Fostering Faith, One Talk at a Time

America is growing more secular. All the studies say so. While it’s still an overwhelmingly religious country (and most adherents say they’re Christian), numerous polls have shown a rise in people who claim no religious affiliation. Many Christians worry that their children will slip away from the faith. And, from personal experience, I can tell you that that can happen.

But if you want to foster a healthy sense of spirituality in your kids, there’s a critical step you can take: Talk with them about your faith.

According to a new wave of data from the ongoing National Study of Youth and Religion (and reported on by David Briggs of the Association of Religion Data Archives), parents have a huge impact on whether their own children become religious adults.

“No other conceivable causal influence … comes remotely close to matching the influence of parents on the religious faith and practices of youth,” says Christian Smith, a University of Notre Dame sociologist and lead author of the study. “Parents just dominate.”

The study actually began way back in 2002 and 2003, tracking teens and their relationship to faith. Now those teens are young adults—ages 24 to 29. And there’s no question that these young adults are engaged with a more secular country than their parents were.

But here’s the thing: 82% of teens raised by moms and dads whose faith was important to them—and who demonstrated that importance by talking about it and taking an active part in church—were spiritually active themselves. That’s no guarantee, of course, but you have to like those odds.

In comparison, teens raised in more secular households were almost guaranteed to be pretty secular themselves. Only 1% of those secularized teens went on to find a meaningful connection with faith.

“Parents, for better or worse, are actually the most influential pastors .. of their children,” Smith said during a presentation of his findings at the Yale Divinity School. “Parents set a kind of glass ceiling of religious commitment, above which their children rarely rise.”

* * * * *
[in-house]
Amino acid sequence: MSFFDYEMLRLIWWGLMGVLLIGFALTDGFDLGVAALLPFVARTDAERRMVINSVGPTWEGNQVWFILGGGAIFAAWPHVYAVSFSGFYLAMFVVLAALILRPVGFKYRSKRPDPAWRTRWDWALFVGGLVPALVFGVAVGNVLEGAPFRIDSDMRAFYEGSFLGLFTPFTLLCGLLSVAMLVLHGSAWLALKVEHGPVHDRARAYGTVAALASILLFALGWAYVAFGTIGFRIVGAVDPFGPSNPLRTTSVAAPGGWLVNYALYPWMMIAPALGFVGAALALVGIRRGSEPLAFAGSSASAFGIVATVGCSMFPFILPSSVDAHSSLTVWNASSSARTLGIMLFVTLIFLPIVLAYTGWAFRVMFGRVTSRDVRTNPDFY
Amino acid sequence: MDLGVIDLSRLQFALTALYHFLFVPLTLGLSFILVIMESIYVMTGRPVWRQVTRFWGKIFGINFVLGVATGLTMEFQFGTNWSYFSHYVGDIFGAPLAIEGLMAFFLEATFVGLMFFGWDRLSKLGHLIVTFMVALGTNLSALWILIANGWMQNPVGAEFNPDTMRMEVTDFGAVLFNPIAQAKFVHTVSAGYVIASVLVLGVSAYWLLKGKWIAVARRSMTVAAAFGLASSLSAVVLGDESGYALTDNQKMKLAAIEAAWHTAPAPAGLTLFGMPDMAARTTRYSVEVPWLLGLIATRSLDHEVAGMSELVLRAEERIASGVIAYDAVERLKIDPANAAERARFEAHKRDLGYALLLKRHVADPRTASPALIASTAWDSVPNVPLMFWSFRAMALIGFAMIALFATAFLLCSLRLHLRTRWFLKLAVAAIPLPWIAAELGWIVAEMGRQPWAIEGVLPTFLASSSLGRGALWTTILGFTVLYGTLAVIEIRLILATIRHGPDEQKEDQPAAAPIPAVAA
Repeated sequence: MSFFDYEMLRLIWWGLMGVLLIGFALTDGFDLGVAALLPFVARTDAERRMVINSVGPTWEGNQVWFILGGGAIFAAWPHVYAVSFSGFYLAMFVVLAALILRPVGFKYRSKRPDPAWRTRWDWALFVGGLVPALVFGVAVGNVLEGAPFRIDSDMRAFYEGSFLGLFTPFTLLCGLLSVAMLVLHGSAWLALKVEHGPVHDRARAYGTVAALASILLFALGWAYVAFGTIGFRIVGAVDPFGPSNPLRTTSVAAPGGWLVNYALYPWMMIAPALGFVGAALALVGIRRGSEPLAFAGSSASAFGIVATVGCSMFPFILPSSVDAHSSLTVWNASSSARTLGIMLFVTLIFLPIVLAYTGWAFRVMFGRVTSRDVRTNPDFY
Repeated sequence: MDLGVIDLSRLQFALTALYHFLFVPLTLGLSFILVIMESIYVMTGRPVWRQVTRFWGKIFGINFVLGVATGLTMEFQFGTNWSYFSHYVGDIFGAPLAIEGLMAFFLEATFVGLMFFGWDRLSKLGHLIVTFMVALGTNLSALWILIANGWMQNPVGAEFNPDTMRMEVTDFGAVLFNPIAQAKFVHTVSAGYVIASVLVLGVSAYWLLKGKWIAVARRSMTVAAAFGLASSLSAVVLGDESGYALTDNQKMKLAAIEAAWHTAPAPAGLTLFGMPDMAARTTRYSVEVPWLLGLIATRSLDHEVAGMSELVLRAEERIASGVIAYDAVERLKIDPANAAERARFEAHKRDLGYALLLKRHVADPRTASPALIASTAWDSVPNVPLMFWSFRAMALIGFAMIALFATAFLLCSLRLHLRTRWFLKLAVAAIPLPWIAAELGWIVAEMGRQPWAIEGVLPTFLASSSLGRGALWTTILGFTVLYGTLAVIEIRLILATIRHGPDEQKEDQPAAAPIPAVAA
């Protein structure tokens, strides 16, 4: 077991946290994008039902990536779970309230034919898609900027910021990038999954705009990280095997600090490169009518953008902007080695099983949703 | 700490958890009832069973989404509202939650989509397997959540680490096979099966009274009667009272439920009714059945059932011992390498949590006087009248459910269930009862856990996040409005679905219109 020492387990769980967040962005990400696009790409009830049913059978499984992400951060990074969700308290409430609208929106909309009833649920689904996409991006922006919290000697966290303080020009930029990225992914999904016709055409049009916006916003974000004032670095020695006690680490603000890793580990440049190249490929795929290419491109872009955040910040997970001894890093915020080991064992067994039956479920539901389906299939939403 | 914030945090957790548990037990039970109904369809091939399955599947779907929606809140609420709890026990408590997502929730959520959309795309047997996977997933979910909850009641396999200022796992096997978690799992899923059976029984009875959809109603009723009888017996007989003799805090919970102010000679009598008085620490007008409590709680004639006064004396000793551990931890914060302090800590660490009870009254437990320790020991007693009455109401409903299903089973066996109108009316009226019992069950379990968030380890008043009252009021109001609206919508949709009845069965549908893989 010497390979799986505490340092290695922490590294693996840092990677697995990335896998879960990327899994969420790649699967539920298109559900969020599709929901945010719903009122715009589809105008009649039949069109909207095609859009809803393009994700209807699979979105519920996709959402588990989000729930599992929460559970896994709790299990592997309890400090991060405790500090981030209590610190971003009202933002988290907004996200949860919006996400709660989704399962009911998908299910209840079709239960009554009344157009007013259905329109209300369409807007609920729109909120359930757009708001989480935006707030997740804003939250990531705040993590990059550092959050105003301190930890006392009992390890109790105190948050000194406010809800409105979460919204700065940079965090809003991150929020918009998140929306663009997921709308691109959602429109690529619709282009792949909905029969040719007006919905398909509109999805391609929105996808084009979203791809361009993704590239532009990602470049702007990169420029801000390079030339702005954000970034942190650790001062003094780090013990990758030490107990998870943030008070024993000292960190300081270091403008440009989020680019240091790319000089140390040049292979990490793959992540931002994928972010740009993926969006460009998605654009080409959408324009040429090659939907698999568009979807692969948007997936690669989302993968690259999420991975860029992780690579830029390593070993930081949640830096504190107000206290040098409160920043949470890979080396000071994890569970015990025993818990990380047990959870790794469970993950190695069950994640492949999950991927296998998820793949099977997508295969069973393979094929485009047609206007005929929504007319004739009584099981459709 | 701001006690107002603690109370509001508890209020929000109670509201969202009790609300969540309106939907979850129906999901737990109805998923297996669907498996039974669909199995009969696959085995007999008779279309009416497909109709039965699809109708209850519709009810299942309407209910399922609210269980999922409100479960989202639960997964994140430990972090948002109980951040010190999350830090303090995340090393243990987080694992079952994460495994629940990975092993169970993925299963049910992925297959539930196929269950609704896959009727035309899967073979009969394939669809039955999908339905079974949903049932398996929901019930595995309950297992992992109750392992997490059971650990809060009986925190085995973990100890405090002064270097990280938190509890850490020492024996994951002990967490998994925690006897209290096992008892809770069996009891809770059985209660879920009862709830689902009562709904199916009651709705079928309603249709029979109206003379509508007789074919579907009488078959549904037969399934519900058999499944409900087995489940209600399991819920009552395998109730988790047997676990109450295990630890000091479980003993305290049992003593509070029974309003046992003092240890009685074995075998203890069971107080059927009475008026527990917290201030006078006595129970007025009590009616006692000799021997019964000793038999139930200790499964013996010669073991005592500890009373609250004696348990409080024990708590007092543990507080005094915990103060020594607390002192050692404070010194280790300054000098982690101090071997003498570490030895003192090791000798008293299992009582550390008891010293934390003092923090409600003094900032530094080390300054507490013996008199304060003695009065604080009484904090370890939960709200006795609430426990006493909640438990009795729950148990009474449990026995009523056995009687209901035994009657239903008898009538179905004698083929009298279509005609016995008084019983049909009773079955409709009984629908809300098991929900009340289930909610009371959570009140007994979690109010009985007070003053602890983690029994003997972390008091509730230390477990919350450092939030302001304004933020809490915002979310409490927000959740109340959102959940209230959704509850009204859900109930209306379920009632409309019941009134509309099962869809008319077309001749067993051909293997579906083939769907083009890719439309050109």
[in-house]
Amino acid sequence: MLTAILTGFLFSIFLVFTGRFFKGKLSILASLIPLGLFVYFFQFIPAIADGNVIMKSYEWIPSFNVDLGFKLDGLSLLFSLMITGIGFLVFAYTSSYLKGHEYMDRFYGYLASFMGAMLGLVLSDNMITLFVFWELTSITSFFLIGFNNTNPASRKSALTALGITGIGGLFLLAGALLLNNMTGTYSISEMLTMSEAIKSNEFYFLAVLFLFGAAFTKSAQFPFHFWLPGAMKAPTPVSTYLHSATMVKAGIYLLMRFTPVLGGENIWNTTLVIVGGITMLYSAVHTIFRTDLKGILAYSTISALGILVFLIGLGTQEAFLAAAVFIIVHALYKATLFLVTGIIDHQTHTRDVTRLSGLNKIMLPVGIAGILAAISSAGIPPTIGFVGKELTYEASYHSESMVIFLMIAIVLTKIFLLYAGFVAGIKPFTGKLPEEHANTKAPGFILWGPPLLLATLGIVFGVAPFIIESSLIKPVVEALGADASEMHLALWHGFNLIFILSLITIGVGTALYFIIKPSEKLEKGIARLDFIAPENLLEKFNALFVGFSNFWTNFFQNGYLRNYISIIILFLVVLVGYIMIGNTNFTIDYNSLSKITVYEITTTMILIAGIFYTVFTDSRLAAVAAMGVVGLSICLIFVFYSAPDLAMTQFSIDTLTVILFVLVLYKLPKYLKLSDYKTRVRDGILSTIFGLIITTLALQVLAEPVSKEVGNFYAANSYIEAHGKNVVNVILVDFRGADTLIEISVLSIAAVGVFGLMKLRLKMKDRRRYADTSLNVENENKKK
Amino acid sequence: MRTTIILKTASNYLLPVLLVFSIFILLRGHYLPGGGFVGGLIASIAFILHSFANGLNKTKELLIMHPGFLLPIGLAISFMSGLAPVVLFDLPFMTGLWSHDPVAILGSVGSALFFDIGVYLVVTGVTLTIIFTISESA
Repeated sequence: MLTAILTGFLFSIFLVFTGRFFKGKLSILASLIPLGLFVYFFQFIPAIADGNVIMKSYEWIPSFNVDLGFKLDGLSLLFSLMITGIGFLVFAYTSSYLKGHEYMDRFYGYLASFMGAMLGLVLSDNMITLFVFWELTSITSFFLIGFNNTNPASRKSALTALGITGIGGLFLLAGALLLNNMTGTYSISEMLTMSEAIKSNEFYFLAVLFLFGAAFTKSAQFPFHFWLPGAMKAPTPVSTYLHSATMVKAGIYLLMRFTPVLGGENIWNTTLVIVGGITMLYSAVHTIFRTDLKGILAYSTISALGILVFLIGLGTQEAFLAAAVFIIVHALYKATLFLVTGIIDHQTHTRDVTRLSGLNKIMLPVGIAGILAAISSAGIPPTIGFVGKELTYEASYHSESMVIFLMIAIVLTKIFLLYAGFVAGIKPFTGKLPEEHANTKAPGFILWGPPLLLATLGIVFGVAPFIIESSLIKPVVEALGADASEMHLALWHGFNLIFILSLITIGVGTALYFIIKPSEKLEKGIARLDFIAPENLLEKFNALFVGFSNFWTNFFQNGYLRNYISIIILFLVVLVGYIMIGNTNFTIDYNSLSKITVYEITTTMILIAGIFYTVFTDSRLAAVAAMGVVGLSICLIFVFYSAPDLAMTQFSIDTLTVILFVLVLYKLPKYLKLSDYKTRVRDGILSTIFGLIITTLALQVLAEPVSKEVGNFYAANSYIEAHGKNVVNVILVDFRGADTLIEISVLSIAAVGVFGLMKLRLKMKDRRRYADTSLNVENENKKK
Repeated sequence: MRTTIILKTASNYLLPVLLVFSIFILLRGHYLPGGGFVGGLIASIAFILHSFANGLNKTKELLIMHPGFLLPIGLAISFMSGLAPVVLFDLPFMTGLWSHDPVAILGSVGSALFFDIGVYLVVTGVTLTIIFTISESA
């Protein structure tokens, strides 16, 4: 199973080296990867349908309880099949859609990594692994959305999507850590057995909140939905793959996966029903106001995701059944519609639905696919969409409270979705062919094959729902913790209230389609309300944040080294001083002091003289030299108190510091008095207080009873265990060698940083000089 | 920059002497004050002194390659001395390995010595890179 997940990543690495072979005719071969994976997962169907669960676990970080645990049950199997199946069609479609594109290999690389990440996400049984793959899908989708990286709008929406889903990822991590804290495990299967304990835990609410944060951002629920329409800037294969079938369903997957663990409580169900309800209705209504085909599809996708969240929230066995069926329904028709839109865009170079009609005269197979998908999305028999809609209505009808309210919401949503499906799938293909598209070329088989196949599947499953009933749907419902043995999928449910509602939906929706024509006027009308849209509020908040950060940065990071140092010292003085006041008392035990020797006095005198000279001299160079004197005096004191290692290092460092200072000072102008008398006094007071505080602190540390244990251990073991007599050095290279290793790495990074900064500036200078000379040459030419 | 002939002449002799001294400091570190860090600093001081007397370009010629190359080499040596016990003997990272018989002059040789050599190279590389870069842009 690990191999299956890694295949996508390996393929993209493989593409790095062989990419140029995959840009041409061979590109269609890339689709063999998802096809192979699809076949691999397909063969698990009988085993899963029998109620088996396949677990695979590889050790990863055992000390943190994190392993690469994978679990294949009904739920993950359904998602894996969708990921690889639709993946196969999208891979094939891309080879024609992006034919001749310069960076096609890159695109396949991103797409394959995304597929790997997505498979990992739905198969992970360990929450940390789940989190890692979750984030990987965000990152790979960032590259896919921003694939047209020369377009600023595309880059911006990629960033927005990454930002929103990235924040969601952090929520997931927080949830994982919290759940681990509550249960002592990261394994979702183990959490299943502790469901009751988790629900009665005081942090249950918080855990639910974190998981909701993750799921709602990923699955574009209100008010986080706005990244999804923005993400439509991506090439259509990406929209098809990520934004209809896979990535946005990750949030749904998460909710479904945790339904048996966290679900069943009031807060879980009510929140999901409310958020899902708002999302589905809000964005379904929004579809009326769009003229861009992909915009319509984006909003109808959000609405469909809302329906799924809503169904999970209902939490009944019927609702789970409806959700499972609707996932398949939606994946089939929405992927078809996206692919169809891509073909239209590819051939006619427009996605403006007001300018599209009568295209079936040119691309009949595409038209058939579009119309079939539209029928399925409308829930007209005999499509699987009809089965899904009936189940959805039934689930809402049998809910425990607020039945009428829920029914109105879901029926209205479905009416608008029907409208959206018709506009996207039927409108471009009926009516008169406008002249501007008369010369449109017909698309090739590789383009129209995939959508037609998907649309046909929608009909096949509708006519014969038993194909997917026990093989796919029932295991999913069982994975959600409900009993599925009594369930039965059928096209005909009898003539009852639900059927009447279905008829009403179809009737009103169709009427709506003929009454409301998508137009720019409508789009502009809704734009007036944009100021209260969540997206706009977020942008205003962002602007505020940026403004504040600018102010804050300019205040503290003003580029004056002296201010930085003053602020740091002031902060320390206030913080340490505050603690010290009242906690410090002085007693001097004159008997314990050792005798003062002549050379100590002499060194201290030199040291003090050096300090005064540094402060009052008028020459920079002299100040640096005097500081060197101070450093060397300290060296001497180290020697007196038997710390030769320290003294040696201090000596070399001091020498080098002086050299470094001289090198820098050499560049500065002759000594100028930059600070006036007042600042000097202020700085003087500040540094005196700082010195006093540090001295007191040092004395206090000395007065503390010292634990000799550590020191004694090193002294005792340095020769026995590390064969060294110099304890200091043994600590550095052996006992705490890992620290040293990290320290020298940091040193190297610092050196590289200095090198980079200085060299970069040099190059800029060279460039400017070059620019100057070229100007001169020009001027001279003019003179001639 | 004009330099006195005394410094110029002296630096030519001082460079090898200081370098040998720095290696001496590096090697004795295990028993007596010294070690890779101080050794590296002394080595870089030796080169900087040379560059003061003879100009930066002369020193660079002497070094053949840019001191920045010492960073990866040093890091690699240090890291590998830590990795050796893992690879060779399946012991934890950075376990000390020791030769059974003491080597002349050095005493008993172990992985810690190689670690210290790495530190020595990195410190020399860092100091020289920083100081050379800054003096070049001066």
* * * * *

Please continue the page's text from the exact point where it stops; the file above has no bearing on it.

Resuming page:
So how do you show your kids the importance of religion? Going to church is a good step, of course. Volunteering at church is one step better. But it seems like the biggest factor in encouraging children and teens to follow your faith is to talk about it.

It’s funny: We should know all this already, and maybe we do. Dads, as the spiritual leader of the home, should be particularly aware of their need to communicate religious truth. But I think a lot of times we pass on the responsibility, leaving our children’s spiritual education to outside “experts” like pastors and youth leaders. But this study stresses that we moms and dads are still by far the most important teachers our kids have, particularly when it comes to faith. There’s just no overstating our influence.

Yeah, it can be tricky to talk about religion with our kids. We don’t always know what to say or how to say it. And if we consciously try to foster really open discussion, our kids’ questions can be pretty challenging. But all the more reason to deal with those questions head-on, right? It’s so much better if you try to answer those questions—however imperfect you feel those answers might be—than leave a void for other influencers to fill.

I’ve always felt that good communication is one of the most important keys to good parenting. If you’re worried that your children might turn away from faith, the answer might be as close as an afternoon walk or a chat around the dinner table.

Do You Know Why You Get Angry?

Angry face
I can’t pretend to remember (or know) all of the things I’ve been angry over. If you’re a dad… or a mom… or a human being, then I’ll hedge my bets and wager that you probably can’t either. I know I’ve been angry, but I don’t really remember why.